Minneapolis, MN (PRWEB) January 29, 2014
According to the U.S. Census Bureau there are 54 million individuals in the U.S.with a disability representing the largest minority group in the nation and creating a large, untapped market for digital publishing. Yet publisher reluctance is a major factor in the slow development of accessible digital books.WeCo, a mission-based company which provides electronic accessibility testing, is working to change that by expanding their services to include eBook and electronic educational platform testing centered on the disabled end-user.
The lack of accessible textbooks is a great hindrance for students with disabilities but can easily be prevented if publishers would provide alternate formats. Beginning this month WeCo is working with several companies who produce digitized books to test them for accessibility. WeCo, whose Certified Test Consultants (CTCs) all live with disabilities, understands that making digitized books and then making them accessible means more than taking the printed page of a book and transferring it to a screen. It involves making the text readable with accessible devices, interactive and live for everyone, not just people with disabilities.
“The publishers are missing the point, and a huge financial opportunity,” commented WeCo President and founder, Lynn Wehrman, “When publishers produce inaccessible materials, they lose a large part of their market share and could be placing their companies on the precipice of a public relations nightmare. Their competitors who produce accessible materials will be taking the lion’s share of new publishing profits because their readers, whether they presently live with a disability or not, will ultimately benefit from books with the improved flexibility accessible features provide.”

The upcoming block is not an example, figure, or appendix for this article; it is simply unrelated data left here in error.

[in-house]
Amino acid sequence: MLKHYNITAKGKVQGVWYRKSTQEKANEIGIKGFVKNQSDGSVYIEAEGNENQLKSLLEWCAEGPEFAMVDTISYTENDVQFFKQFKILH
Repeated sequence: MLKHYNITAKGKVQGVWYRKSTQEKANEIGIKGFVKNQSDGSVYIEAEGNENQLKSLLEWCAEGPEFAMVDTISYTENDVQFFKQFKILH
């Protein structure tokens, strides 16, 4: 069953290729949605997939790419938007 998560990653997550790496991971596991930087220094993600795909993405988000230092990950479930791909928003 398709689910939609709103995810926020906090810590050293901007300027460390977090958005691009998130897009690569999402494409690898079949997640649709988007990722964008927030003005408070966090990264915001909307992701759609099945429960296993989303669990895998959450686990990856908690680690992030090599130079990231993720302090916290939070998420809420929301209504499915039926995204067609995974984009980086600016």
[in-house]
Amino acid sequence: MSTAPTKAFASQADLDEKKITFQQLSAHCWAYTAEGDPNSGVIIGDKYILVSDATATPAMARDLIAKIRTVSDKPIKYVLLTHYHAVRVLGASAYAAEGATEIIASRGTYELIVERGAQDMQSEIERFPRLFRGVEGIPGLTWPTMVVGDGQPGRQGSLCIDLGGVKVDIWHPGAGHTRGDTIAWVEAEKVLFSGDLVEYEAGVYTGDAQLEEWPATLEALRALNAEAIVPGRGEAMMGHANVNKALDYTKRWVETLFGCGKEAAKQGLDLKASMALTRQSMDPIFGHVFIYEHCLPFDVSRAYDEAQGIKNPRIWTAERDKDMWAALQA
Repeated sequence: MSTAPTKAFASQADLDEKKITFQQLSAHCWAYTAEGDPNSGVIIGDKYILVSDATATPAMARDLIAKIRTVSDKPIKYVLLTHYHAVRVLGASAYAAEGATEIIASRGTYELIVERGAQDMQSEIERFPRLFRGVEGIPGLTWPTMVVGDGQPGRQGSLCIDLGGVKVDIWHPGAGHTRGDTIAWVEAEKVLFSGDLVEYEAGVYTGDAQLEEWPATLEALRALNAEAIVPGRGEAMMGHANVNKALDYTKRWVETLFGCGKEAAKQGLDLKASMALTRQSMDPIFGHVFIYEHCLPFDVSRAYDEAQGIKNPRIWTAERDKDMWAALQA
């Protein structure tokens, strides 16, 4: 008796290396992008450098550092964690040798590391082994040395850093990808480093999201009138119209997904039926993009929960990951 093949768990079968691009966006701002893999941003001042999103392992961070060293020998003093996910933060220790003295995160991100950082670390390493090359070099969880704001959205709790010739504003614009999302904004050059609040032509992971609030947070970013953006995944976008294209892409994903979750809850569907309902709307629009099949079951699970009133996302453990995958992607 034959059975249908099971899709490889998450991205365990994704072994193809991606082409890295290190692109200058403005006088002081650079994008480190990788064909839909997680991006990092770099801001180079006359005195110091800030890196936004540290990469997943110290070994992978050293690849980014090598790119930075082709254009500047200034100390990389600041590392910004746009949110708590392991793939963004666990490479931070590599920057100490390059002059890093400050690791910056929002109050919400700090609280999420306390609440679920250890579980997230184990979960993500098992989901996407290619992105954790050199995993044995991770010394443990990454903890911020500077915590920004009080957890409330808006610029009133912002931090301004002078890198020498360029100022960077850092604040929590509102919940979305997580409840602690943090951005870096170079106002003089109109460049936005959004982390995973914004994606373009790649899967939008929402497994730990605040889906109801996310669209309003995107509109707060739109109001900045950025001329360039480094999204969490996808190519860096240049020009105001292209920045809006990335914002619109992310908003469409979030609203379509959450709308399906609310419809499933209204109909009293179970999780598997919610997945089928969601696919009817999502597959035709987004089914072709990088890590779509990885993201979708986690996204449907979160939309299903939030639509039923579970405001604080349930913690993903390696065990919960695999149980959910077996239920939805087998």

WeCo’s testing of digitized books follows a few states who are making progress in accessible textbook legislation. In particular, Wisconsin passed the 2011 Wisconsin Act 124, which requires higher education institutions and textbook publishers to provide alternate text versions for qualified students with disabilities. This is a huge step of progress in accessibility law, but much more is yet to be done. As the Daisy Consortium said: “no one gains from digital reluctance.”
Based in Minneapolis, Minnesota, WeCo is a mission-based, for-profit organization, which employs people who live with a variety of disabilities to test electronic venues, such as websites and eBooks, for accessibility and usability geared toward the disabled end-user. WeCo uses testing standards based US and international accessibility legislation and guidance and enhances these requirements by adding standards their testers, staff and board members have developed. WeCo has been featured the Wall Street Journal’s MarketWatch, Google Finance and by Easter Seals Project Action. Find more about the company at theweco.com.